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Cleave

All March day the birds do sing
as if sauterelles on a zither
not as if and neither like
for they’ve become so.
Wind unveils a sediment
the white in smoke signifies flesh
maketh
fields appear flatter
Saline in
the cockerel water

the pheasant
left pecking.

Contiguous
Fencing
the motif birds of spring that make the song

Nicholas Johnson Cleave (2013)

Johnson-Nicholas_Cleave_cover

ISBN 978-1-906742-55-3

£10
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This new version of Nicholas Johnson’s Cleave is notable for its apposition of the darknesses of modern rural life with a quality of light, that springs from a deep interest in people and a respect for the healing power of love. The structure is almost musical. I for one am reminded of the quirkiness of a Havergal Brian symphony, or indeed Shostakovich.
Fred Beake

On Cleave, First Edition (etruscan books, 2002)

These poems cut through the world of political expediency with a sure understanding of the pragmatics of destruction. They also hold close a register of loss which is all the more forceful for being embedded in a known world.
Ian Brinton

Cleave is a large scale serious work with well-advised variety for such a major undertaking. The tone is about right – hard always in the case of bad things
Bill Griffiths

In this assemblage Cleave, Nicholas Johnson wrote about the first agricultural plague of the 21st century Europe: foot and mouth. Cleave was an Arts Council commissioned book of 2002 whose subtitle ‘The Debatable Lands’ encapsulates both theme, and Johnson’s uneasy sense that this acclaimed work was none-theless too journalistic, standing against the side lights rather than the headlamps of his subject.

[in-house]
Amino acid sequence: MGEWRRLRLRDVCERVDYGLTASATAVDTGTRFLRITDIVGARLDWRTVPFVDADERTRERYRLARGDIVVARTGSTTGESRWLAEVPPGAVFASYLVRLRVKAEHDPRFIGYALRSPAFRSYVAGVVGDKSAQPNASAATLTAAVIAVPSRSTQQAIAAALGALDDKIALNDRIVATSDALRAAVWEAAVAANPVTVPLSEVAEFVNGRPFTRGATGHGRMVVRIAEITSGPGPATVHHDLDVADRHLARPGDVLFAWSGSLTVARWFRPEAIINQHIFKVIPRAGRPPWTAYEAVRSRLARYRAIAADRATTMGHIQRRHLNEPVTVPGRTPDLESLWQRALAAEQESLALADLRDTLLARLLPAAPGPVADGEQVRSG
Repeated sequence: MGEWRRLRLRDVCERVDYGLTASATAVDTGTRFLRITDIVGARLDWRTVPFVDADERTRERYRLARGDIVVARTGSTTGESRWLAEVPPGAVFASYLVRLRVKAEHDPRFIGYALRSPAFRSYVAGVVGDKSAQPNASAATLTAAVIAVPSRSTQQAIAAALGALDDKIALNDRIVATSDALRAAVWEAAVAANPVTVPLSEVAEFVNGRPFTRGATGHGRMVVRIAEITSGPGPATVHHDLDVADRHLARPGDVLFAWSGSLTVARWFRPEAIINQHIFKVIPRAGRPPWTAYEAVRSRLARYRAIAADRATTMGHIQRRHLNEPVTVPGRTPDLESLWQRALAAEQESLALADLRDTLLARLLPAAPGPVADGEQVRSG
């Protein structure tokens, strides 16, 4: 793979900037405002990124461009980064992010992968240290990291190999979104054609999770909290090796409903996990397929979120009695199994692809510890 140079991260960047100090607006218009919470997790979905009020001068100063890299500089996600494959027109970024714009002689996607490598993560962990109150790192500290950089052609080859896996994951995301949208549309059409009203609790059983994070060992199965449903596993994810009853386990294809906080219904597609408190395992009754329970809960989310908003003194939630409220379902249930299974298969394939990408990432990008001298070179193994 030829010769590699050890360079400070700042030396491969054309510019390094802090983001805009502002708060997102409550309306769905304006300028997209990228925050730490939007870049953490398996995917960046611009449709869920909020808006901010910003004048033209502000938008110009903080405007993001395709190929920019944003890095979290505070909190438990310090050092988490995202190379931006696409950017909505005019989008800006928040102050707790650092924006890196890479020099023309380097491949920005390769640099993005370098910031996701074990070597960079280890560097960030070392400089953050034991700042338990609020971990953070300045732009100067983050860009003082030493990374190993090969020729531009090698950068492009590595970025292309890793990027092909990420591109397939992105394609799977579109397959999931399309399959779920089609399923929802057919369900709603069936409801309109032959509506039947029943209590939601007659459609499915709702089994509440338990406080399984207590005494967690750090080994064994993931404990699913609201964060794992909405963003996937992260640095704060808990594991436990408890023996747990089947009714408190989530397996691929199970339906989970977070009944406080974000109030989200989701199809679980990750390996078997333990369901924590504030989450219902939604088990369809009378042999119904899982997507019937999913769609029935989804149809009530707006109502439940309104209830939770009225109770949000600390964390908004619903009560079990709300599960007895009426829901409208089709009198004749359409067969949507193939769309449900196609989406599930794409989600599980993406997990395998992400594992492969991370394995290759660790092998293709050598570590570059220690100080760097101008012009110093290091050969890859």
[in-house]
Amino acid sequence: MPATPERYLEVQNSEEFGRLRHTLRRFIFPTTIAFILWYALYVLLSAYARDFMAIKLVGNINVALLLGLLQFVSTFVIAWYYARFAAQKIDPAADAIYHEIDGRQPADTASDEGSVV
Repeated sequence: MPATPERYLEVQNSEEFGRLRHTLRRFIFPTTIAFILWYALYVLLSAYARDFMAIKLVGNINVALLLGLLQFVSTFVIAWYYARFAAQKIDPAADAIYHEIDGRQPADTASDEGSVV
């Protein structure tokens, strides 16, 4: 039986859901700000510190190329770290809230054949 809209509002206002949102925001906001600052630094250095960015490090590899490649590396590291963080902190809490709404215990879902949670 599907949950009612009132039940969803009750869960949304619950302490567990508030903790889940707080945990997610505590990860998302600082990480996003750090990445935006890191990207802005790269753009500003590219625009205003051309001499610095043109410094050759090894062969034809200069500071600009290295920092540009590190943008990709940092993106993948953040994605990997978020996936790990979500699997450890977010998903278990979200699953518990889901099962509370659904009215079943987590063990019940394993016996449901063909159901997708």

Ten years later he’s reconfigured the work. Cleave solders poems from Her Gentle Slab to the assemblage, poems both carnal and of carnage. The collection sings and resonates with a depth of perspective and a new authority. It’s heavier with the weight of where it’s been.

Review:

Tears in the Fence, Jan 2013: http://tearsinthefence.com/tag/etruscan-books/

Johnson-Nicholas_author_2013

Nicholas Johnson was born and raised in North Devonshire. His works include Loup, Haul Song, Land and Show (from writers forum, Mammon Press and etruscan books). The Lard Book is a film of its final performance in 2002 by Brian Catling and Sarah Simblett and is available on DVD.

Johnson read Performance Writing and Visual Performance at Dartington College of the Arts. He was Writer in Residence at the Arnolfini in Bristol for the exhibition Starting at Zero, Black Mountain College, 1933-1957. He ran the 6 Towns Poetry Festival in Stoke on Trent from
1992-1998, and For The Locker And The Steerer in London since 1999. Johnson curated B.M. Bottomley´s exhibition at Salthouse, St Ives in 2009.

He lives in Devon, and Hastings drawn by the Electric Palace Cinema, where he some-times works — and founded Black
Huts Festival.

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